Foot Swelling & EdemaSwelling of the feet, or edema, is the abundance of fluid found between the tissue cells. Edema is usually seen in the legs, ankles and feet, but can occur anywhere in the body. Foot swelling can start as a gradual process with the feet starting to swell up more as the day progresses. Eventually the feet swelling will start in the morning and continue to swell through out the day.
Edema is not a benign thing; it can cause serious long-term side effects. Over time edema will not only cause your feet to swell, but it can cause other parts of your body to swell as well. Edema is a medical condition, characterized by constant foot swelling and other factors. These other factors include varicose veins and a history of phlebitis (which is the inflammation of the vein's wall), pitting, which is when you press on the swollen area for a few seconds, there will be an indentation in the area, or skin ulcerations developing on the feet along with continued swelling.
Foot swelling can also be from a number of other factors, including:
- Kidney, heart, liver or blood vessel condition which is causing your feet to swell.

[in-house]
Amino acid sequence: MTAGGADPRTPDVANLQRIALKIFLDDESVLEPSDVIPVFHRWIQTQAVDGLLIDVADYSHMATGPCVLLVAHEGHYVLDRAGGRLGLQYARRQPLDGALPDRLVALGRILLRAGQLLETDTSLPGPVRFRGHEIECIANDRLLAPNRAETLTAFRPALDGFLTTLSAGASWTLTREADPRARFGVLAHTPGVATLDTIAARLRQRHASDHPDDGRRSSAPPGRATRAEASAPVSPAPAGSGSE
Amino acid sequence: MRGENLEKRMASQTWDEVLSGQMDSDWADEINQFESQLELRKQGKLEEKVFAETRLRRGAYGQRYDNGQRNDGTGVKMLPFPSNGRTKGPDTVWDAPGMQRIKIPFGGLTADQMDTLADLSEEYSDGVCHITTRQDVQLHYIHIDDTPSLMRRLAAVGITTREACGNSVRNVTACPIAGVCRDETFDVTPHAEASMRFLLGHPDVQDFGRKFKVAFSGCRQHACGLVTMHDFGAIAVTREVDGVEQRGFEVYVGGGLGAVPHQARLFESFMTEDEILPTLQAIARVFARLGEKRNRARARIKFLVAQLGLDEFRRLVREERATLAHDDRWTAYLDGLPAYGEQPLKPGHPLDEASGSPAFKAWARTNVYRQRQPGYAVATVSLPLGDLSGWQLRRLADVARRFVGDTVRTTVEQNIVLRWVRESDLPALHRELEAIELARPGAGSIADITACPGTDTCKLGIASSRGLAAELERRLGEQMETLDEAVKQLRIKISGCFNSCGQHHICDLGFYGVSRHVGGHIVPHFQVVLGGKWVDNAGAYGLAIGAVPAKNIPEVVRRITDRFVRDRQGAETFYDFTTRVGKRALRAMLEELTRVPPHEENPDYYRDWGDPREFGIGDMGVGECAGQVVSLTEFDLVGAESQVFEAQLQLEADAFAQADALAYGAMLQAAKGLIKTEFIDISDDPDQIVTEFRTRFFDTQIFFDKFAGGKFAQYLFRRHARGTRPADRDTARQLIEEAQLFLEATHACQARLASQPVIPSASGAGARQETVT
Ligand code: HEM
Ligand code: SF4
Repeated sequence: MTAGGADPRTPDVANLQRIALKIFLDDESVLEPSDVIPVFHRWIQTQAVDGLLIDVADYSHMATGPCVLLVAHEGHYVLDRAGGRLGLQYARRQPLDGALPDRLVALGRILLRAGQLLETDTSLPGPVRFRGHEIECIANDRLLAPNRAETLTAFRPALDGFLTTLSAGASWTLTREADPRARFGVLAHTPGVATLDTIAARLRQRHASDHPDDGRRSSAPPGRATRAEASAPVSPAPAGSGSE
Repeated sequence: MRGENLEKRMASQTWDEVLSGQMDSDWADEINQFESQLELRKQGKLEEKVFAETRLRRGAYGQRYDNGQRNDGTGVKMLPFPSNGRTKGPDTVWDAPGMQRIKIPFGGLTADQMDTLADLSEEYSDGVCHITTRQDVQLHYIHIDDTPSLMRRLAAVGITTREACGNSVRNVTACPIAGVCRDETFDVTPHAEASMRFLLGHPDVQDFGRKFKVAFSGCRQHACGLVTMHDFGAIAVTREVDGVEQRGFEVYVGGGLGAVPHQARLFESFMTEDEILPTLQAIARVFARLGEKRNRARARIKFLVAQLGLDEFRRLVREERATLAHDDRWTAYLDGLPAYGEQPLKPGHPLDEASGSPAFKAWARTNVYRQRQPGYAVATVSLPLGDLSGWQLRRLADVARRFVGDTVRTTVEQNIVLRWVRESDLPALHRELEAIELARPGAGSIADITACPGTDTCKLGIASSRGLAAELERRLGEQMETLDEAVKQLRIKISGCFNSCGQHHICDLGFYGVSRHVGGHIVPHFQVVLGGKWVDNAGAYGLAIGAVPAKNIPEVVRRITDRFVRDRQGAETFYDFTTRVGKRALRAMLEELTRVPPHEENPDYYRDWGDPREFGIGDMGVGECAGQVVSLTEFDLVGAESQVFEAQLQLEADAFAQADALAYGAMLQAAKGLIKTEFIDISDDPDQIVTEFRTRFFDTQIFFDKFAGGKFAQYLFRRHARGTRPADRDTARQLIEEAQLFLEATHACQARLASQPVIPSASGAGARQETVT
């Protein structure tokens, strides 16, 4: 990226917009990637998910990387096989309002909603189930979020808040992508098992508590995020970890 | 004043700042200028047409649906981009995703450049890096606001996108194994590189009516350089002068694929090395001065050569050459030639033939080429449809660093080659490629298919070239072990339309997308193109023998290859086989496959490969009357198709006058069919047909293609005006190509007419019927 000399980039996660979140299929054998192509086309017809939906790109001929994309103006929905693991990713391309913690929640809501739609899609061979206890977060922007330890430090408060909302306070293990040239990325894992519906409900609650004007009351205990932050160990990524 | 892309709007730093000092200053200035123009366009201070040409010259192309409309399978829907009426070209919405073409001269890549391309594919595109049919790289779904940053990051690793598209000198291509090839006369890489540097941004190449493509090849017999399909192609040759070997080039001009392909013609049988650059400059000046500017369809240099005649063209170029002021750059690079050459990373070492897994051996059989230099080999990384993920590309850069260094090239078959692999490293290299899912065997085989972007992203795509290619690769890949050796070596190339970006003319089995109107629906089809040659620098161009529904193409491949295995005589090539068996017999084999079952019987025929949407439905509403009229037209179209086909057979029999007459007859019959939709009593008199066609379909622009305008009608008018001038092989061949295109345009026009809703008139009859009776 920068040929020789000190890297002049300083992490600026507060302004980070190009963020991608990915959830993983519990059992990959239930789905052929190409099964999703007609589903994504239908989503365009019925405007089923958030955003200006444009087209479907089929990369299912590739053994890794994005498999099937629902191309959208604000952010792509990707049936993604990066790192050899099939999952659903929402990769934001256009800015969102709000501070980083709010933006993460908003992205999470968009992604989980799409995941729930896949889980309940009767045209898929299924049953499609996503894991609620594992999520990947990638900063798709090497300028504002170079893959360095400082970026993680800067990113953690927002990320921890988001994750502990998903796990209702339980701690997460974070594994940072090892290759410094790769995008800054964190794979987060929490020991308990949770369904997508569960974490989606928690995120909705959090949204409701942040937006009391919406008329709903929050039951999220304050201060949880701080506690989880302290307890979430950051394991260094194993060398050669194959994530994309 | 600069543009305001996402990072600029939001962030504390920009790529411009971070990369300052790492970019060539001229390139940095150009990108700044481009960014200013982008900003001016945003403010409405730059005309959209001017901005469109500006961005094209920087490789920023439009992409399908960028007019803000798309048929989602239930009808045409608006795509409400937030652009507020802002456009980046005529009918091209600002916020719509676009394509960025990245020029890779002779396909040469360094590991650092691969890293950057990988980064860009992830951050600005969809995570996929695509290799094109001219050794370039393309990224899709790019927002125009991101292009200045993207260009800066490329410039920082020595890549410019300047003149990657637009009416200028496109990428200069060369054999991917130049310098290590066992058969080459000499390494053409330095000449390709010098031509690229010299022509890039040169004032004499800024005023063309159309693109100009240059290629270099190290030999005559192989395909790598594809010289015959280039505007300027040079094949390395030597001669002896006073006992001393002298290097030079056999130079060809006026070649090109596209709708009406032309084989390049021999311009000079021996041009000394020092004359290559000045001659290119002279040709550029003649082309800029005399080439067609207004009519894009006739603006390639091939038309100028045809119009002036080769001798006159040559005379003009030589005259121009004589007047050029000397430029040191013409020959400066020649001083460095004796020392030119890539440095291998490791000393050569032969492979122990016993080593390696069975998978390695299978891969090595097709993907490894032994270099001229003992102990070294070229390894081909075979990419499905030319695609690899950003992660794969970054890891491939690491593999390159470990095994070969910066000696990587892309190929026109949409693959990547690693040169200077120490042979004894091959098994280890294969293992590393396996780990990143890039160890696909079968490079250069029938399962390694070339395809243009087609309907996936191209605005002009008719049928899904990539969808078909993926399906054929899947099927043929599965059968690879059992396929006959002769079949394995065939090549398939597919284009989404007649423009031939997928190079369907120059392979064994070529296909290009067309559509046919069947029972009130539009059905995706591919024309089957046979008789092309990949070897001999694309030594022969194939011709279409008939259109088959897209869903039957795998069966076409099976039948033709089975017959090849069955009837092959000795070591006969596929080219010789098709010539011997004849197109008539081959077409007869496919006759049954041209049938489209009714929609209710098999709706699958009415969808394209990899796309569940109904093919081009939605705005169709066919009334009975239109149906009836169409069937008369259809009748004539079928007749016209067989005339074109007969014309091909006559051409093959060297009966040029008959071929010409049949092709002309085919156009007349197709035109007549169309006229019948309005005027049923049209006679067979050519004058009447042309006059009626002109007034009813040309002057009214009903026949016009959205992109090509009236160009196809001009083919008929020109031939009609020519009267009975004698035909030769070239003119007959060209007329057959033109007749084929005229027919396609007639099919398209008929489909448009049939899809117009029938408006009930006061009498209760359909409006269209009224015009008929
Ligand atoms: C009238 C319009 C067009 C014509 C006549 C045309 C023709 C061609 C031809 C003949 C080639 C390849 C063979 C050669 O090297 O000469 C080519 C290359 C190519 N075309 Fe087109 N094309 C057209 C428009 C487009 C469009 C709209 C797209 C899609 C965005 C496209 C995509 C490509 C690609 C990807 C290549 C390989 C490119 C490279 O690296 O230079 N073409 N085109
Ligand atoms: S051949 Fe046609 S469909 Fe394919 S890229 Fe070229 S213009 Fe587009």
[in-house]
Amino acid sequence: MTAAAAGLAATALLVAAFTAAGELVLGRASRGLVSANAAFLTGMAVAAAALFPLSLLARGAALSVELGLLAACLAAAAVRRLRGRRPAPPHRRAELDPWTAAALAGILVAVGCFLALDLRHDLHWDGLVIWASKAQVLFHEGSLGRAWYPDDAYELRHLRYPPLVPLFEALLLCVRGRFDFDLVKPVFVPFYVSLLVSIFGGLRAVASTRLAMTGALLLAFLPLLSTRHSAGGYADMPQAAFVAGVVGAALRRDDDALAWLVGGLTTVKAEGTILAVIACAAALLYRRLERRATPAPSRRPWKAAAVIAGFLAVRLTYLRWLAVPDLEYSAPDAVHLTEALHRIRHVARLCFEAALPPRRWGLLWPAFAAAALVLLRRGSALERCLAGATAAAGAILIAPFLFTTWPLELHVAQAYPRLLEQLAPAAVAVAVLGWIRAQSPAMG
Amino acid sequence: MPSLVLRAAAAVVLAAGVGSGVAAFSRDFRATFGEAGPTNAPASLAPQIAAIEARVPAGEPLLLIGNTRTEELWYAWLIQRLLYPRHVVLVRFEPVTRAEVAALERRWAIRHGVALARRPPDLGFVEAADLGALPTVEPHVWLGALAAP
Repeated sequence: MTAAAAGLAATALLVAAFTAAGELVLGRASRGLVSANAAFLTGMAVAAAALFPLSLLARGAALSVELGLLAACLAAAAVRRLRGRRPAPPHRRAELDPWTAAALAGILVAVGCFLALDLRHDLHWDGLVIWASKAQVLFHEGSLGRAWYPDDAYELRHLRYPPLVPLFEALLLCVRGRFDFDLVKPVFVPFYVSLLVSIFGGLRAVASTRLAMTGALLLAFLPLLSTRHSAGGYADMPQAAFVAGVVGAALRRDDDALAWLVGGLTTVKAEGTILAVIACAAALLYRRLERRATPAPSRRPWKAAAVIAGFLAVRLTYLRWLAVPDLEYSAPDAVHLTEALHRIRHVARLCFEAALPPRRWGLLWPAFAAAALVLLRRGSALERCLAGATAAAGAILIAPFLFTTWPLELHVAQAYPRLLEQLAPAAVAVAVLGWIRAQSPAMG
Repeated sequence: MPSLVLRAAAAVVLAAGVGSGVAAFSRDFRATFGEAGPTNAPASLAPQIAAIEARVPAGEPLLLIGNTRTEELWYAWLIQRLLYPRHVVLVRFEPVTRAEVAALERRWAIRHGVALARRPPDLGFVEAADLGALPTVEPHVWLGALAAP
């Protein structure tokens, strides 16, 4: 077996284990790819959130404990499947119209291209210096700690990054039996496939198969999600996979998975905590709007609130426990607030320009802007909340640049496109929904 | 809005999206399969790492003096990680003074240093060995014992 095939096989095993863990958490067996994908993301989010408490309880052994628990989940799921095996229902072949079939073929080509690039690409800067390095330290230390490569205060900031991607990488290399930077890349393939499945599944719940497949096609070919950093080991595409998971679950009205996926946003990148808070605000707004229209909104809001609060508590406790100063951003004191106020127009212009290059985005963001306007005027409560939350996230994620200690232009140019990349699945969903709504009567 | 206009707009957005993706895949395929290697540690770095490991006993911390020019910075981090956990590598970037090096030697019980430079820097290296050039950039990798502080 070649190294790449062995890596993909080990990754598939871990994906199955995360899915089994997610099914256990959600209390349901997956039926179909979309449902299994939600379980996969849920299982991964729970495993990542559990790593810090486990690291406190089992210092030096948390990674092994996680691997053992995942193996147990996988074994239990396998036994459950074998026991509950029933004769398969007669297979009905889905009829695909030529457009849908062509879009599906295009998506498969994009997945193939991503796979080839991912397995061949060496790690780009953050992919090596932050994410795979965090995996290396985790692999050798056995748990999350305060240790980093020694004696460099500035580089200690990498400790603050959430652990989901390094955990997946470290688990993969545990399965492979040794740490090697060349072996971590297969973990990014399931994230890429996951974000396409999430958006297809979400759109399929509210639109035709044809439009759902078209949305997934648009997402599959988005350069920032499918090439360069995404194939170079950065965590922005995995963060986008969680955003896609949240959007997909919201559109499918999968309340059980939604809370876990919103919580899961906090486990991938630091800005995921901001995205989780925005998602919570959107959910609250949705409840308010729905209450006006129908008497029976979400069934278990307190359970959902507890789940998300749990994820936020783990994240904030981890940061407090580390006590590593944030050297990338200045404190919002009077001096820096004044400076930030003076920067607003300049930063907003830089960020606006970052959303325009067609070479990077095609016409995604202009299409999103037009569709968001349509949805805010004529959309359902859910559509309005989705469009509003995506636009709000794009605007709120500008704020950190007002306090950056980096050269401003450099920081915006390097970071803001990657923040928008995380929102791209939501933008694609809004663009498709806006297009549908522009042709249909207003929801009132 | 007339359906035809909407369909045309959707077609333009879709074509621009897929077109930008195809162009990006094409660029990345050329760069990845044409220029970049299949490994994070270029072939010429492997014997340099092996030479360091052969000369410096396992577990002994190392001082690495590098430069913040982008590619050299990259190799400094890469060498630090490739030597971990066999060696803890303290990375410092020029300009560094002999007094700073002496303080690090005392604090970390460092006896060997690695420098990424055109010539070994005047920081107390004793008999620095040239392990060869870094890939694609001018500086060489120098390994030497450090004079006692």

- Eating a poor diet, high in salt and carbohydrates, causing your feet to swell and other parts of the body as well.
- Abusing drugs, laxatives or diuretics can cause foot swelling.
- Birth control pills or hormone replacement therapy can cause foot swelling.
- Being pregnant or suffering from PMS causes foot swelling in women.
- A neuromuscular disorder, for which you should see your doctor immediately.
- Trauma to the area can also cause foot swelling.
- An allergic reaction to a food, animal or other allergen can cause foot swelling.
For all of these conditions you should see your doctor. Edema can put you at risk for high blood pressure, headaches, heart palpitations, weight gain and an increase in urination frequency.
To relieve foot swelling the best idea is to elevate the feet above the heart. Sitting in a reclining chair is an easy way to keep your feet elevated. There are many products available to ease foot swelling, such as leg cushions, bed wedges and leg elevators. Wearing support socks or graduated compression hosiery is another way to keep swelling down. Wearing shoes with a proper fit and support socks also help with swelling.
To reduce foot swelling it is recommended to:
- Increase activity with light exercise such as walking.
- Avoid standing for long periods of time.
- Sit with the feet elevated as much as possible.
- Limit sodium intake.
- Drink lots of water.
- Do not take laxatives or diuretics.
- Using a compression pump can help the fluid in the tissues to return to thee blood vessels.
If your foot swelling does not lessen and go away with these techniques it is important that you visit your doctor to eliminate the possibility of more serious health conditions.